The answer then alleged that the policies were vitiated by the brig's deviation in voluntarily putting into Matanzas.
The policy set out in the plaintiff's petition contained clauses:
"Warranted not to use ports in the West India Islands between July 15 and October 15."
"No loss except general average shall in any case be paid unless amounting to 75 percent, after deducting proceeds of savings, if any, and exclusive of all charges of ascertaining and proving the loss."
On the trial the defendants requested the court to charge:
"1. That if the jury find that the plaintiff abandoned the voyage when he had no right to make the abandonment of the Sicilia, by reason of repairs needed, falling short of the 75 percent of valuation of said Sicilia, under the warranty of the policy on the hull, then the plaintiff cannot recover on the policy for the freight, and his abandonment of the freight list to the insurers did not bind the latter."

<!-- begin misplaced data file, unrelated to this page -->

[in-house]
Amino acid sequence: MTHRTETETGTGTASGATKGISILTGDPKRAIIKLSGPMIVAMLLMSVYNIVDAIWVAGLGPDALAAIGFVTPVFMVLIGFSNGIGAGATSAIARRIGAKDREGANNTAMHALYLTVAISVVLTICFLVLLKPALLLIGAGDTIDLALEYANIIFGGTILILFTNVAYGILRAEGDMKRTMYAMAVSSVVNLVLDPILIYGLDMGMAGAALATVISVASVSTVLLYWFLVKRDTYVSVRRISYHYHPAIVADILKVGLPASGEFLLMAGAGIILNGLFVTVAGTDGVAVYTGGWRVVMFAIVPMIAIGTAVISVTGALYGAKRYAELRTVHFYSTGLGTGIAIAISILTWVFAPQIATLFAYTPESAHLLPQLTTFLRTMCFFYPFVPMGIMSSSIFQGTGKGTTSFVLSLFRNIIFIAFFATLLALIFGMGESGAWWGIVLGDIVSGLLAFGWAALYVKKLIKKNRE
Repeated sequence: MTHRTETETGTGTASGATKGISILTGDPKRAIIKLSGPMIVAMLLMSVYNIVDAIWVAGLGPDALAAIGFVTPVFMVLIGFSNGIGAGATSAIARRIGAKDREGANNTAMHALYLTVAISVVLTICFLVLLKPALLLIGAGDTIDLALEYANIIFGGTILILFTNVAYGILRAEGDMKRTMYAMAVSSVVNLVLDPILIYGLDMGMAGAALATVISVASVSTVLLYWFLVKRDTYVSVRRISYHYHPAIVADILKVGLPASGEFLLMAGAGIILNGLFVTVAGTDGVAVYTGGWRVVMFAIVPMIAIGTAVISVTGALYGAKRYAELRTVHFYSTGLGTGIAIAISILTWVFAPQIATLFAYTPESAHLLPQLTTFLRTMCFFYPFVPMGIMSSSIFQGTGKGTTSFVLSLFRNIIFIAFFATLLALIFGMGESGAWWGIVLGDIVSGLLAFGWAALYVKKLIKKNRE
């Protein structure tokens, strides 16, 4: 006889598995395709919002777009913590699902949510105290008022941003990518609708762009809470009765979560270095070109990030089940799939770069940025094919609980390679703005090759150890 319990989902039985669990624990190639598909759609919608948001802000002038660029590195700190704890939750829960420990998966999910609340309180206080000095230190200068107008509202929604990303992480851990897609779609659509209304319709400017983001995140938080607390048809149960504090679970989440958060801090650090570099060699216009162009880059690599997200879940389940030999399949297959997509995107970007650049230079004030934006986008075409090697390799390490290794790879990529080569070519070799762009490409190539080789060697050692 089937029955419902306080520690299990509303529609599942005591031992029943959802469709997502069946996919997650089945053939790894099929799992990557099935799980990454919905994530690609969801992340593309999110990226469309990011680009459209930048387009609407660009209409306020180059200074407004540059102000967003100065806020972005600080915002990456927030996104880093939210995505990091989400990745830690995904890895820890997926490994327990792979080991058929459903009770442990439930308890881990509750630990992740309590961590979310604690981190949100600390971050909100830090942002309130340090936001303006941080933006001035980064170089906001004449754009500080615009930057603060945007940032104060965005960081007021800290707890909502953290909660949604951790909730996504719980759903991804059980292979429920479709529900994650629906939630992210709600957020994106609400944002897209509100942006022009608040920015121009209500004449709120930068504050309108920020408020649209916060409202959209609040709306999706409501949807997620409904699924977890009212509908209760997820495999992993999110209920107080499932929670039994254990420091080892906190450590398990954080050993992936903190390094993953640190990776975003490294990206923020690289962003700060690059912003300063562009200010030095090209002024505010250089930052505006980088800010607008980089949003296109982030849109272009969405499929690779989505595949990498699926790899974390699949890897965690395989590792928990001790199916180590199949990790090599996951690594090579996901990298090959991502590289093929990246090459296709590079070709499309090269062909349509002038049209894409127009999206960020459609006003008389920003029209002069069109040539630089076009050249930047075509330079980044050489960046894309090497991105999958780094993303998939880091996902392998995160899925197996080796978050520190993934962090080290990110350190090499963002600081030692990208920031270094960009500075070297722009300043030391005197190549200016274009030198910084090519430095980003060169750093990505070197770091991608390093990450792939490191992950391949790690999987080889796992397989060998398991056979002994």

"The court refused to give this charge because it was in proof that an abandonment had been made and accepted without fraud, and under and in accordance with the advice of the defendant."
"2. That an abandonment made by plaintiff through error, and accepted through error by the defendant, whether conditionally or unconditionally, is null and void, if not warranted at the time under the policy of insurance."
"This was refused as irrelevant; no evidence having been adduced of error by either party. The court therefore considered it to be merely a speculative instruction or charge."
"3. As the policy of insurance warrants that the insurers would be liable only for total loss, or constructive total loss, when the damage exceeded 75 percent, if the jury find that the damage to the brig Sicilia, when in the port of Matanzas, did not exceed 75 percent of the value put on her in the policy after deductions stated in said policy, then the plaintiff had no right to make an abandonment."